Home News Local news FIRST-EVER HEART SURGERY SET FOR ST. CROIX

FIRST-EVER HEART SURGERY SET FOR ST. CROIX

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Feb. 27, 2002 — For the first time ever on St. Croix next Tuesday, a team of doctors at the Gov. Juan F. Luis Hospital will conduct potentially life-saving heart surgery.
Hospital officials have scheduled two cardiovascular unit patients for angioplasty procedures, to be performed by Dr. Kendall Griffith, Dr. Michael Potts, Dr. Dante Galiber and the cardiac team, according to Thomas Robinson, CEO of the hospital.
The invasive procedure has never been done before at Juan F. Luis, said Carol Lee, the hospital's public relations director. A helicopter will be on standby to transfer a patient to one of three hospitals in Puerto Rico in the unlikely event of an emergency requiring open heart surgery, she said.
A test flight was scheduled for Tuesday, but was cancelled due to bad weather. A dry run will be scheduled again before the operations, Lee said.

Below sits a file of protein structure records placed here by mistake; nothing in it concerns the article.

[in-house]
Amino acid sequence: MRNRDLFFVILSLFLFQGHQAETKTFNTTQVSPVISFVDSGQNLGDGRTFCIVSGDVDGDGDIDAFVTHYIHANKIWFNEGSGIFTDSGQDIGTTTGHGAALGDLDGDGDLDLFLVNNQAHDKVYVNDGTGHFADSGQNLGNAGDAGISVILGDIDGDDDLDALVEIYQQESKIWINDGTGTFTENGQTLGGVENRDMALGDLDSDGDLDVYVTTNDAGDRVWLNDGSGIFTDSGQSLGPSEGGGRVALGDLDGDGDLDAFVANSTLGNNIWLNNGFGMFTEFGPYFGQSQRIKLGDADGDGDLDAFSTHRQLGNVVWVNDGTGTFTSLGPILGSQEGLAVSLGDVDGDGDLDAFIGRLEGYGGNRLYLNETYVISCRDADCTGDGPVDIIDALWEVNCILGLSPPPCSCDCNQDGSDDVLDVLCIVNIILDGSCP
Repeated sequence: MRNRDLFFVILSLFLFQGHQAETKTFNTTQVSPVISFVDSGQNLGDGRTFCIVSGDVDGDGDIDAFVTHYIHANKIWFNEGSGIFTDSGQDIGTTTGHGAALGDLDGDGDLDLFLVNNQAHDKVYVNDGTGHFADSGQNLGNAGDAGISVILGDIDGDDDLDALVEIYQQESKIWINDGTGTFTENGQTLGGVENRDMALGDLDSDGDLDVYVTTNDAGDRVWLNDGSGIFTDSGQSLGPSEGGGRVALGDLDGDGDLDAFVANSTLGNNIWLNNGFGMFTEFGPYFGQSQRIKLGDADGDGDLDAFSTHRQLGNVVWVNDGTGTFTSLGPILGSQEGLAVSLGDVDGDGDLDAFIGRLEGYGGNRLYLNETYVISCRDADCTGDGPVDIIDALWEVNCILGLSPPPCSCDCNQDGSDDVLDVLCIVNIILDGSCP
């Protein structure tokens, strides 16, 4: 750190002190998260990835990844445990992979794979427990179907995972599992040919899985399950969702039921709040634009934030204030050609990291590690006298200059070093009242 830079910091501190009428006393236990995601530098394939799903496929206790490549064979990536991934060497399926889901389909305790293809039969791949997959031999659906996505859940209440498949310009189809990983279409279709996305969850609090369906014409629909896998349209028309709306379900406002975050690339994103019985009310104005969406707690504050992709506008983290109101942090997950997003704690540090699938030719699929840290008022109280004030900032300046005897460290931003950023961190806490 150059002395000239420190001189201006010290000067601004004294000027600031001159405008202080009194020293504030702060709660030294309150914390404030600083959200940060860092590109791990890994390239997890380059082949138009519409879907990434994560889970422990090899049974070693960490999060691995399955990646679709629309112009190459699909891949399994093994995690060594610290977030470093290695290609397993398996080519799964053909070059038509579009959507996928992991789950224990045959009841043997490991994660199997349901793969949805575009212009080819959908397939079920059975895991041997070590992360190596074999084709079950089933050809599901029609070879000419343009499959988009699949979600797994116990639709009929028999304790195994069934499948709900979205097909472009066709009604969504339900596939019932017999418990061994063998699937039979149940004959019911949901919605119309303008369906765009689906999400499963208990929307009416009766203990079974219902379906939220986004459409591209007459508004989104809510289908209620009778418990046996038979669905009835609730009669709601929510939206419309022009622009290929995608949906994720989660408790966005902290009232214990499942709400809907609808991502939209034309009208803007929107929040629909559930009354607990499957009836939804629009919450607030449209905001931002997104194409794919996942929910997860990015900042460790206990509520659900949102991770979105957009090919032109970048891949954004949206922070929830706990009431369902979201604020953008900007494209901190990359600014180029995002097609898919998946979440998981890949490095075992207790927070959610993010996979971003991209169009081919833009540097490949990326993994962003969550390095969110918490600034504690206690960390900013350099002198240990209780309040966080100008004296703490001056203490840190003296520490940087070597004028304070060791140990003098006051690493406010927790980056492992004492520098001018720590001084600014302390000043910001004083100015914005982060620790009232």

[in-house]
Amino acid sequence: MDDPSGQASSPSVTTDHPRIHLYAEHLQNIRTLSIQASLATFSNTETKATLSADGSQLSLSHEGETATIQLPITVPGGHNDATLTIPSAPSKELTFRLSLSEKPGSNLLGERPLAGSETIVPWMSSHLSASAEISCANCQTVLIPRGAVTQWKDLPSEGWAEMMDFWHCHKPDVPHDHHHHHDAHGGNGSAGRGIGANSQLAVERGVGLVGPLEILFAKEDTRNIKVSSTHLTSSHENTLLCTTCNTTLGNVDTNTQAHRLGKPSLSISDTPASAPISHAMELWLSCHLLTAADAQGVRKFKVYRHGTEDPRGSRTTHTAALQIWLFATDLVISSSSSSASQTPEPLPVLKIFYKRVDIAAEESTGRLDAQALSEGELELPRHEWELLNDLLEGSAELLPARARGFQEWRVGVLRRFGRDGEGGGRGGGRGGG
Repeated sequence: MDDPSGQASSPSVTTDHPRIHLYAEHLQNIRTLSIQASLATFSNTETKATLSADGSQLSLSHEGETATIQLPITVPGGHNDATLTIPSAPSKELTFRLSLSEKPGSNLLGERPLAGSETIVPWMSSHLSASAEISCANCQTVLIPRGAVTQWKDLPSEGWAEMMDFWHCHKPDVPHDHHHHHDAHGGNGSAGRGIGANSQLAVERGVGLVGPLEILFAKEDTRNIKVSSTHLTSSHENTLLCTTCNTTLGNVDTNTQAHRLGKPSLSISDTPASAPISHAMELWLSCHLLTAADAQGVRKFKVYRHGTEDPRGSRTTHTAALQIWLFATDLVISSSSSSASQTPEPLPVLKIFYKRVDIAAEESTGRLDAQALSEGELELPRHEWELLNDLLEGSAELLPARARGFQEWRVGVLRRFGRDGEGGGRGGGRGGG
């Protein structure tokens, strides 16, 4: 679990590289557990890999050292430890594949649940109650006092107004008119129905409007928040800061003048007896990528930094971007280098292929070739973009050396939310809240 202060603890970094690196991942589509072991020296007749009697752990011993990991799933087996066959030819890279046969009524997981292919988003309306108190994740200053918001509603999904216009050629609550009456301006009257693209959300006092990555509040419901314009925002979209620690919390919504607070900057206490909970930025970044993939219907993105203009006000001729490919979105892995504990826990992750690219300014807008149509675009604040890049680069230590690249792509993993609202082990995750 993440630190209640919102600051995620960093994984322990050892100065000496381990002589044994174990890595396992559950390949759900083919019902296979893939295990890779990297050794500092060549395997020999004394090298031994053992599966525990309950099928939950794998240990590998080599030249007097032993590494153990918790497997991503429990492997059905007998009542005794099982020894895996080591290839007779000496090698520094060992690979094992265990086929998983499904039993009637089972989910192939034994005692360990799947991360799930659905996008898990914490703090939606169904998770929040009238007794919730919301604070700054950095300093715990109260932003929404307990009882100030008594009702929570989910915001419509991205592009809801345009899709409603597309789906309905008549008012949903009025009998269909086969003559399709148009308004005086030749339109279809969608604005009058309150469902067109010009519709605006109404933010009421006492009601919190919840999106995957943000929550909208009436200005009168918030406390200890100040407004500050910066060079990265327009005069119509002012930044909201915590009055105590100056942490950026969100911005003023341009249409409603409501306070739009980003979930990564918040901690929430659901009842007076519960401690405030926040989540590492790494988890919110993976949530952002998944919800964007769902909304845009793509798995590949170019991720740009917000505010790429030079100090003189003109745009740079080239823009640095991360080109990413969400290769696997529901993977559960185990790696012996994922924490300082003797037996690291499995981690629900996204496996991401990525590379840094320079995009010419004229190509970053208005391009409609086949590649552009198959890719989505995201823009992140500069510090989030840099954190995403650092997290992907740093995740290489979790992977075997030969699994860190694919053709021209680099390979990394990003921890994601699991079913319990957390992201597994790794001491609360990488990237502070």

"We want to know the fastest way to move the patient to the helicopter" if there is a problem, she said. "Whenever we do an angioplasty, we'll always have a helicopter ready. But we don't anticipate any problems."
In angioplasty, a balloon-tipped catheter is passed through the arteries of the heart and inflated, in order to clear blockage that could cause a major heart attack, stroke or death.
Coronary artery disease is the number-one cause of death in the Virgin Islands, Lee said. Since the opening of the cardiac catherization laboratory at JFL Hospital, about half the patients tested have had to go off-island for the procedure.
The hospitals's cardiology team, headed by Griffith, has already taken three local patients to Mt. Sinai Hospital in Miami for successful angioplasty procedures. The cost and discomfort of leaving home for such an operation, however, is a problem. "The ability to perform angioplasty will enable patients with heart attacks to receive state of the art treatment here at home on St. Croix," Lee said. "This is not only a financial savings but also a psychological benefit for the patients and their families. It is always best to be in familiar surroundings during illness and treatment."

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